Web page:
Planned introduction of Reverse charge VAT next month will be shifted to Autumn 2020 to give construction specialists more time to prepare for the changes and avoid additional Brexit disruption
The government has announced it will be delaying the introduction of a new process for receiving VAT payments by twelve months following concerns from the construction sector about introducing the changes.
Reverse charge VAT for construction services, described by government as a major reform of how the tax is collected, will now come into effect on October 1, 2020. This delay is intended to avoid additional disruption to companies across the construction sector as a result of the UK still being scheduled to leave the EU on 31 October.
The reforms will apply to individuals or companies registered for VAT in the UK and means an organisation receiving a service must pay the required tax to HMRC, rather than providing the money owed to the supplier.
An official statement on the reforms said, “Domestic reverse charge means the UK customer who get supplies of construction services must account for the VAT due on these supplies on their VAT return rather than the UK supplier.
Government has argued that the reforms are an important step to try and tackle fraud around the VAT owed to HMRC.
However, a decision has now been taken in Whitehall to delay the amendments due to concerns raised by trade bodies across the construction and building services sector about a lack of industry readiness for the reverse charge system to be introduced on 1 October, 2019.
HMRC said it will use the additional year before introducing the reform to better identify where fraud may be occurring in the current system, while working with organisations in the construction sector to give guidance on being ready for the changes.
A host of trade organisations in the building services sector have welcomed the delay.
BESA, which has been among of organisations campaigning for a delay on introducing the reforms this year, said the delay would provide time to better prepare members for such major change.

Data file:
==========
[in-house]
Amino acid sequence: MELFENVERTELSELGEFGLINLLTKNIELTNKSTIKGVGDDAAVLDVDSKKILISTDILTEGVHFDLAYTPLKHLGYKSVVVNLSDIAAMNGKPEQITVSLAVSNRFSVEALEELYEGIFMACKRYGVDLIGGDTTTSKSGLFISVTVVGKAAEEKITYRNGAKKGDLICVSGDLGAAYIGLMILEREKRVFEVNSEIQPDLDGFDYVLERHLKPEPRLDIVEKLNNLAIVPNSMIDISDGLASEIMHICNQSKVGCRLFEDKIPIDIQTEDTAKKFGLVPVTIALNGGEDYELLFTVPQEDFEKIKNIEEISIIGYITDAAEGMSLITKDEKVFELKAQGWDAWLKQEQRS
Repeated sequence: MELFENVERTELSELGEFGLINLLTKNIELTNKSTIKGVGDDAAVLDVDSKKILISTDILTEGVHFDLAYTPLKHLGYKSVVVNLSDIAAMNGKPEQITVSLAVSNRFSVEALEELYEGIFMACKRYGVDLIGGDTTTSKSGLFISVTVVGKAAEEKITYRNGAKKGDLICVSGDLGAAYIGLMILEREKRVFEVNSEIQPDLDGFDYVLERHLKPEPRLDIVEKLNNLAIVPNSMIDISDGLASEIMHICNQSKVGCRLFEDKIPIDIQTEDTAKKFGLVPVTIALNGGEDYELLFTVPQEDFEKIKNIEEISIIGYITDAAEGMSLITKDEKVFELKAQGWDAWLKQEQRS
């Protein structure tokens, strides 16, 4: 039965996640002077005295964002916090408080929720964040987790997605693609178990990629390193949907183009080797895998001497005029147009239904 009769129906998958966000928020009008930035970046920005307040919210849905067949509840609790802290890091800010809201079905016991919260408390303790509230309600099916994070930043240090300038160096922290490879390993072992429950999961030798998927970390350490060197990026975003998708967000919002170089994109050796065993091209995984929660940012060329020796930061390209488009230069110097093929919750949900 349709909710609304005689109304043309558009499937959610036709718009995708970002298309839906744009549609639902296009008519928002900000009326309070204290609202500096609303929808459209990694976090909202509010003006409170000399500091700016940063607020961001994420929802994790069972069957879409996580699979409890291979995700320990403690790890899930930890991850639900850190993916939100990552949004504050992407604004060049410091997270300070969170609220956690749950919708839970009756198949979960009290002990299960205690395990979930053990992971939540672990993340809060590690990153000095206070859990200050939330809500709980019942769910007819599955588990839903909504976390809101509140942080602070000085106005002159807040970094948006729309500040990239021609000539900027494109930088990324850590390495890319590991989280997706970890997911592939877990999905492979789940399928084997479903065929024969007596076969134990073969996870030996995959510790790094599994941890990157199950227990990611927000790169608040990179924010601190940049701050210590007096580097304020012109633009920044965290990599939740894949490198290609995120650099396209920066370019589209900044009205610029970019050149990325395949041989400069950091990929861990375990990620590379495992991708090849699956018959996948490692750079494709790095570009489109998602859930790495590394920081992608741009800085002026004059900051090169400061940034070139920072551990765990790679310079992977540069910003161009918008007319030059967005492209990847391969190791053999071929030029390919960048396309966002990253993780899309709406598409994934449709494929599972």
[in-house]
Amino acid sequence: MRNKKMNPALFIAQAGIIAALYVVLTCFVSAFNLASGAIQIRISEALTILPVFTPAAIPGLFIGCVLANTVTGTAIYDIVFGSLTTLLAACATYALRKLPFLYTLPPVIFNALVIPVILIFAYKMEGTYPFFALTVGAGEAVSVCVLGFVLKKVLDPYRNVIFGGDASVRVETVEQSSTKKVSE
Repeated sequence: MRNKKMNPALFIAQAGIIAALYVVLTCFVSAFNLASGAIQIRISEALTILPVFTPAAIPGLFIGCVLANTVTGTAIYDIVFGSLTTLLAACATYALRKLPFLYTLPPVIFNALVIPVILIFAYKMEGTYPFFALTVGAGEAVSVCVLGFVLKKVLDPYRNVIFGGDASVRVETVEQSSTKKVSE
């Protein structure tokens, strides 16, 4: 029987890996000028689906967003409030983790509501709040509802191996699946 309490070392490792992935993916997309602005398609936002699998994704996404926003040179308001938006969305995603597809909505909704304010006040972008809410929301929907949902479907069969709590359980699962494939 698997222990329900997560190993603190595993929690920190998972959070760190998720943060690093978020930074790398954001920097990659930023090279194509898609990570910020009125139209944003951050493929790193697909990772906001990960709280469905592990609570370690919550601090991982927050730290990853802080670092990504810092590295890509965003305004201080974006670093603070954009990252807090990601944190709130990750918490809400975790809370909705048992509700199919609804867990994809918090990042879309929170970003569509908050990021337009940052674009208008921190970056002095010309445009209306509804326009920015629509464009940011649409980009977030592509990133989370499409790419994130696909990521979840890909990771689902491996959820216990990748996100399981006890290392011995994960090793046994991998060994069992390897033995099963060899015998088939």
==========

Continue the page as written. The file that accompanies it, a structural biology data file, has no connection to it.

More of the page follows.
David Frise, chief executive of the organisation, said plans to introduce the reverse charge system next month risked increasing the burden on a HVAC sector that was also bracing for serious disruption as a result of uncertainty about Brexit.
He said, “While these changes have been delayed, it is important to remember they will still come into effect next year. So businesses must use this extra time to make sure they are fully prepared.”
‘BESA members will continue to receive regular guidance through monthly tax bulletins as well as template letters and invoices we have prepared to inform their supply chains.”
BESA added that it would be hosting a free webinar for members on 19 September to provide further advice on the new tax process.
Rob Driscoll, director of legal and business affairs for the ECA, said industry campaigning to delay reverse charge VAT had been vital to prevent a rushed and disruptive introduction of the changes.
He said, “This is very much a victory for industry, due to the efforts from ECA, FMB and others. Many businesses across the construction industry were evidently not ready for the initial deadline of 1, October 2019. Given the backlog of businesses requesting conversion from quarterly to monthly VAT returns, it seems neither were HMRC.”